For decades, scientists have anticipated from theory that if they could manipulate individual molecules, they could engineer materials with electronic, optical, and other properties not observed in bulk - and open new frontiers in electronics, medicine, and consumer products. Rather as cells use a few amino acids to assemble proteins with a wide range of characteristics and functions, nanotechnology may make it possible to design and engineer materials at the molecular level to have specific properties. “There is plenty of room at the bottom” is an often-quoted prophetic quip of the late Caltech physicist Richard A. Feynman in 1959.
Half a century later, the promise of nanotechnology is becoming reality - not only in the lab but already in some commercial consumer products ranging from sunscreens to self-cleaning windows. More exciting are possibilities of targeted cancer therapies, where a tumor may be eradicated without making the rest of the body sick. Environmental researchers are investigating the use of engineered nanoscale materials (engineered nanomaterials for short) to purify or desalinate water, to improve energy efficiency, or to clean up hazardous wastes. Indeed, people are starting to talk about engineered nanomaterials as a completely new class of materials, and nanotechnology as being a new industrial revolution—as significant to the twenty-first century as the first industrial revolution was to the nineteenth century and the information-technology revolution was to the twentieth.
But with such a revolutionary new technology come questions about occupational, consumer, and environmental safety and health. If engineered nanomaterials have physical properties different from their bulk counterparts, might they also pose new risks to human health in their manufacture, use, and disposal?
As yet, no one knows. Current data basically suggest “it depends.” But researchers both in government and private industry are keen to find out.
First, toxicity itself can be useful. Indeed, it is highly sought for certain applications, such as cancer therapies. (Also, keep in mind that often toxicity depends on dose and administration: even table salt is toxic in high doses.)
Second, if toxicity is known, handling and packaging procedures can be devised to mitigate risks of undesired exposure in manufacturing processes, as is routinely done in industries using hazardous materials. Safe-handling procedures for engineered nanomaterials may need to differ from those now used for larger micrometer-sized particulates—especially important for nanomanufacturing workers. Questions have also been raised about the safety of engineered nanomaterials in consumer products or in implantable medical devices, or to plants and animals in the environment after disposal.
Third, nanotechnology developers are heeding a lesson in perceived risk from an unrelated high-tech field: consumer resistance that arose at the introduction of crops and products using genetically modified organisms (GMOs). In part, that resistance arose because biotech companies introduced GMO products without much open discussion of legitimate questions and concerns in the general public, with the result that the public felt it had to accept risks to health and environment while benefits were limited to increased profits for large agribusiness. The result was widespread public mistrust and suspicion. Wanting to avoid a similar fate (especially given that concern and calls for regulation already have been expressed in some quarters), nanotech developers are pursuing what they call “responsible development.” That specifically includes encouraging early, forthright press coverage of work in assessing risks as well as benefits of engineered nanomaterials, as well as straightforward regulations devised through transparent processes.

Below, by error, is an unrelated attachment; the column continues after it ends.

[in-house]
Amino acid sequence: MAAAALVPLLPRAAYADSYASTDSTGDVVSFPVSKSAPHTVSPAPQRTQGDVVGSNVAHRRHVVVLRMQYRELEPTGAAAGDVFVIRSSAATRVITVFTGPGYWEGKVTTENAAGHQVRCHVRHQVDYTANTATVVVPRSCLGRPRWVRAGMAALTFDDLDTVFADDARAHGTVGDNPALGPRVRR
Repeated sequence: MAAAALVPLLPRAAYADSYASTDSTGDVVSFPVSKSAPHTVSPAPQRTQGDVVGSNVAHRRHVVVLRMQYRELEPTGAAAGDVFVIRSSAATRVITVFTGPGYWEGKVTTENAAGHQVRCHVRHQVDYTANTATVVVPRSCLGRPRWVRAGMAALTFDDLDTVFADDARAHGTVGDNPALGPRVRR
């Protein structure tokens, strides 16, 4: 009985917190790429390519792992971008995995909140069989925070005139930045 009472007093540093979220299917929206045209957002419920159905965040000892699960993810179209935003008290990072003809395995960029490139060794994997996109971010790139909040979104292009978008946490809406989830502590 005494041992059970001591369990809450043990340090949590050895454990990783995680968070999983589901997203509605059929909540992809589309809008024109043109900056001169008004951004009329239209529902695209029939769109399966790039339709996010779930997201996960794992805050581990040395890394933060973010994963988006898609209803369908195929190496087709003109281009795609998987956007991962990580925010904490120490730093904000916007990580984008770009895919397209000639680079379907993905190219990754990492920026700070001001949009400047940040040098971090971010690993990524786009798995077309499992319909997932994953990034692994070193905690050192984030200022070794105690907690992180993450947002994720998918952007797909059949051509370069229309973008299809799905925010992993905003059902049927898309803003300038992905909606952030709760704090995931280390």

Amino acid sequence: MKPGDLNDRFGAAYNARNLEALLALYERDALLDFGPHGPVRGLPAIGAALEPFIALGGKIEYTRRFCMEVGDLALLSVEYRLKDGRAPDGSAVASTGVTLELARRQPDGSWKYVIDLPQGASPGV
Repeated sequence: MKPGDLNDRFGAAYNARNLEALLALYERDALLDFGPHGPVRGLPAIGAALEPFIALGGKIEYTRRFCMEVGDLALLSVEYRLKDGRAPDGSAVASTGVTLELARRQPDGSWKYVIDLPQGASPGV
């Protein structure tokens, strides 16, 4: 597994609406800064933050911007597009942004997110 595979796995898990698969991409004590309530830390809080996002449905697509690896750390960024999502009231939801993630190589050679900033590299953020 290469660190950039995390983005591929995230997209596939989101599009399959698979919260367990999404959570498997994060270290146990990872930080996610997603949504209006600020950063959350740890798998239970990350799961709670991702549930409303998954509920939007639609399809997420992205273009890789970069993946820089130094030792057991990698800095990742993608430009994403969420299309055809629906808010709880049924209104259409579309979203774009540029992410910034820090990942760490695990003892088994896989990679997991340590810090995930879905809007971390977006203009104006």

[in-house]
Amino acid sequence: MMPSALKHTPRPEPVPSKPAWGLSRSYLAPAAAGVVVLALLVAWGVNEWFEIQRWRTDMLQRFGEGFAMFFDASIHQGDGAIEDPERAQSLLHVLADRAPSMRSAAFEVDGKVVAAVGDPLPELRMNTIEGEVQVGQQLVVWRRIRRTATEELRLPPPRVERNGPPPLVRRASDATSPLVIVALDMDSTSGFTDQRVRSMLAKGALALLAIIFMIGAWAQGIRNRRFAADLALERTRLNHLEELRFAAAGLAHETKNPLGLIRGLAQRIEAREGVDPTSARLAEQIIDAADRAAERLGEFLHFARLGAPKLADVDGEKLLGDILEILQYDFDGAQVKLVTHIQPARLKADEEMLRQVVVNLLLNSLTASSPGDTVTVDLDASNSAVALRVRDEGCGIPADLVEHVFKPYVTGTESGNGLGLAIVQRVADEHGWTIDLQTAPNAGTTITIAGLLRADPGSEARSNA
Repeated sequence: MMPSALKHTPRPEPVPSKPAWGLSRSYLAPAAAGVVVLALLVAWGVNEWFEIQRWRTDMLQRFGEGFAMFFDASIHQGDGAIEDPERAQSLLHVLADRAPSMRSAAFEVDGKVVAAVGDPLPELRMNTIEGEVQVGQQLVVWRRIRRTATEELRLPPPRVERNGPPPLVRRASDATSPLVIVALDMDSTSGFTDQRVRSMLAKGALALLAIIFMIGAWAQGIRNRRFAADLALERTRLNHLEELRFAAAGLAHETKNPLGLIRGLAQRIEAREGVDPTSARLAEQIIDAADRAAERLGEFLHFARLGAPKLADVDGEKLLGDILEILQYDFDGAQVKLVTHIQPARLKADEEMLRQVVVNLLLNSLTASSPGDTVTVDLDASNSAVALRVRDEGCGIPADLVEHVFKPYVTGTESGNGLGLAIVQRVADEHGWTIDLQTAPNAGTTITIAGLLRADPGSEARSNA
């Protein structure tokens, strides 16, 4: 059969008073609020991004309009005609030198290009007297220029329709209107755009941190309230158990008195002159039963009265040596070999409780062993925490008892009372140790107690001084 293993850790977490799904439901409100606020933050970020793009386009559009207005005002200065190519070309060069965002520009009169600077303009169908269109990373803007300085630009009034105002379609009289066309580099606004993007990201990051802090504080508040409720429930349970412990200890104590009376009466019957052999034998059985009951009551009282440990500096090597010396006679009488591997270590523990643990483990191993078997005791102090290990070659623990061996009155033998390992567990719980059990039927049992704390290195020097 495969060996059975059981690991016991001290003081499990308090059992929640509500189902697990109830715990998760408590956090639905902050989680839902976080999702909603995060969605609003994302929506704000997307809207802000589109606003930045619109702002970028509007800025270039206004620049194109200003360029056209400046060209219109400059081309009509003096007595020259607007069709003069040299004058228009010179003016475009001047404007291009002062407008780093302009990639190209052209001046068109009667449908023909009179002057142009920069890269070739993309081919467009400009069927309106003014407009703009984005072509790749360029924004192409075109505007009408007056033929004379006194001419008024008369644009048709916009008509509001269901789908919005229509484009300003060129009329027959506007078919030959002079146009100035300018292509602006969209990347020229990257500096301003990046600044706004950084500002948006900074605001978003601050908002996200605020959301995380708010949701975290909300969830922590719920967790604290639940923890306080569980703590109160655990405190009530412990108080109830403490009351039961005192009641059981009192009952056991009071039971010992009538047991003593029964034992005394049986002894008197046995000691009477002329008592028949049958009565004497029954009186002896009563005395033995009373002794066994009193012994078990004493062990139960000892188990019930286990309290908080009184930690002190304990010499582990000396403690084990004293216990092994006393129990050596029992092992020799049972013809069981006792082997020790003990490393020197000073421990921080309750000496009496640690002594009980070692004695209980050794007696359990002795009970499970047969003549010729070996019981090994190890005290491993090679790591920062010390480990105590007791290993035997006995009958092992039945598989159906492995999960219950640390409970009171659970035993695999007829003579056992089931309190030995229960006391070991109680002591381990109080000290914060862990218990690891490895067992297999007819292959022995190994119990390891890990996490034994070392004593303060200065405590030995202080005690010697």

This article has three purposes: to sketch essential basics of the physics and biology of engineered nanomaterials (and, for that matter, also natural and incidental nanoparticles), to highlight key issues and resources, and - most importantly - to warn about contradictory findings and pitfalls of logic and to suggest insightful questions for sources.
Disagreement On Classification
According to the National Academies, a distinction is made between three types of nano-scale particles (often abbreviated in the literature as “NSPs”): natural, incidental, and engineered. Natural nanoparticles occur in the environment (volcanic dust, lunar dust, magnetotactic bacteria, mineral composites, etc.). Incidental nanoparticles, sometimes also called waste or anthropogenic particles, occur as the result of manmade industrial processes (diesel exhaust, coal combustion, welding fumes, etc.). Both natural and incidental nanoparticles may have irregular or regular shapes. Engineered nanoparticles most often have regular shapes, such as tubes, spheres, rings, etc.
Engineered nanomaterials can be produced either by milling or lithographic etching of a large sample to obtained nanosized particles (an approach often called “top-down”), or by assembling smaller subunits through crystal growth or chemical synthesis to grow nanoparticles of the desired size and configuration (an approach often called “bottom-up”). Since the specific production technique might influence human health risk, ask sources to specify.
Recent questions about toxicity are directed at engineered nanomaterials. Nonetheless, the literature about natural and incidental nanoparticles is helpful, because more is known about them (in part, because of research on smog, welding fumes, coal dust, and ultrafine aerosols), and because information about their behavior can be helpful for understanding the behavior of engineered nanoparticles.